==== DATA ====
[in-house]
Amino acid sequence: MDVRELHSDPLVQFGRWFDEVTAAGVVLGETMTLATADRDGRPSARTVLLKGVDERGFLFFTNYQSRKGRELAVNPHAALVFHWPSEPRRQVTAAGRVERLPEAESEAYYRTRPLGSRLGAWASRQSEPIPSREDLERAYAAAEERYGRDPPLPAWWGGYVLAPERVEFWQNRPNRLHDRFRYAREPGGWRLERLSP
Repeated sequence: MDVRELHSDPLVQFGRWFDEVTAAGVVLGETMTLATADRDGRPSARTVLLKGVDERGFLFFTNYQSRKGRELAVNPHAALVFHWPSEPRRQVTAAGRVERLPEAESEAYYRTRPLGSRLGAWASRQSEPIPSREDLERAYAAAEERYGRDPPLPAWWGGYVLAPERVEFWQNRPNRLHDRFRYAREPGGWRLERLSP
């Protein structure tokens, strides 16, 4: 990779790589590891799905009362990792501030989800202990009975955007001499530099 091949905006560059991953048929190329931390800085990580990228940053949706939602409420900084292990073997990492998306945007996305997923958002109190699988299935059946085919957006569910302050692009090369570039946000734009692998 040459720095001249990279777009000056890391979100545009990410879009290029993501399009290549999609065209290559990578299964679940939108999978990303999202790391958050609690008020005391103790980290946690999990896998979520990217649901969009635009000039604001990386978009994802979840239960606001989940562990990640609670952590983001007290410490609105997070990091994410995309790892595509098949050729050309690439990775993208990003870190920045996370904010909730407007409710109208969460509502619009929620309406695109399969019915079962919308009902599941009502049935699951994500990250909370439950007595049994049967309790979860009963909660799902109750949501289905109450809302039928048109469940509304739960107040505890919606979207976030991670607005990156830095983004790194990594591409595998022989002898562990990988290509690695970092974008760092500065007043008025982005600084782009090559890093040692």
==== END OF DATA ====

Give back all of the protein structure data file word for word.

[in-house]
Amino acid sequence: MDVRELHSDPLVQFGRWFDEVTAAGVVLGETMTLATADRDGRPSARTVLLKGVDERGFLFFTNYQSRKGRELAVNPHAALVFHWPSEPRRQVTAAGRVERLPEAESEAYYRTRPLGSRLGAWASRQSEPIPSREDLERAYAAAEERYGRDPPLPAWWGGYVLAPERVEFWQNRPNRLHDRFRYAREPGGWRLERLSP
Repeated sequence: MDVRELHSDPLVQFGRWFDEVTAAGVVLGETMTLATADRDGRPSARTVLLKGVDERGFLFFTNYQSRKGRELAVNPHAALVFHWPSEPRRQVTAAGRVERLPEAESEAYYRTRPLGSRLGAWASRQSEPIPSREDLERAYAAAEERYGRDPPLPAWWGGYVLAPERVEFWQNRPNRLHDRFRYAREPGGWRLERLSP
């Protein structure tokens, strides 16, 4: 990779790589590891799905009362990792501030989800202990009975955007001499530099 091949905006560059991953048929190329931390800085990580990228940053949706939602409420900084292990073997990492998306945007996305997923958002109190699988299935059946085919957006569910302050692009090369570039946000734009692998 040459720095001249990279777009000056890391979100545009990410879009290029993501399009290549999609065209290559990578299964679940939108999978990303999202790391958050609690008020005391103790980290946690999990896998979520990217649901969009635009000039604001990386978009994802979840239960606001989940562990990640609670952590983001007290410490609105997070990091994410995309790892595509098949050729050309690439990775993208990003870190920045996370904010909730407007409710109208969460509502619009929620309406695109399969019915079962919308009902599941009502049935699951994500990250909370439950007595049994049967309790979860009963909660799902109750949501289905109450809302039928048109469940509304739960107040505890919606979207976030991670607005990156830095983004790194990594591409595998022989002898562990990988290509690695970092974008760092500065007043008025982005600084782009090559890093040692």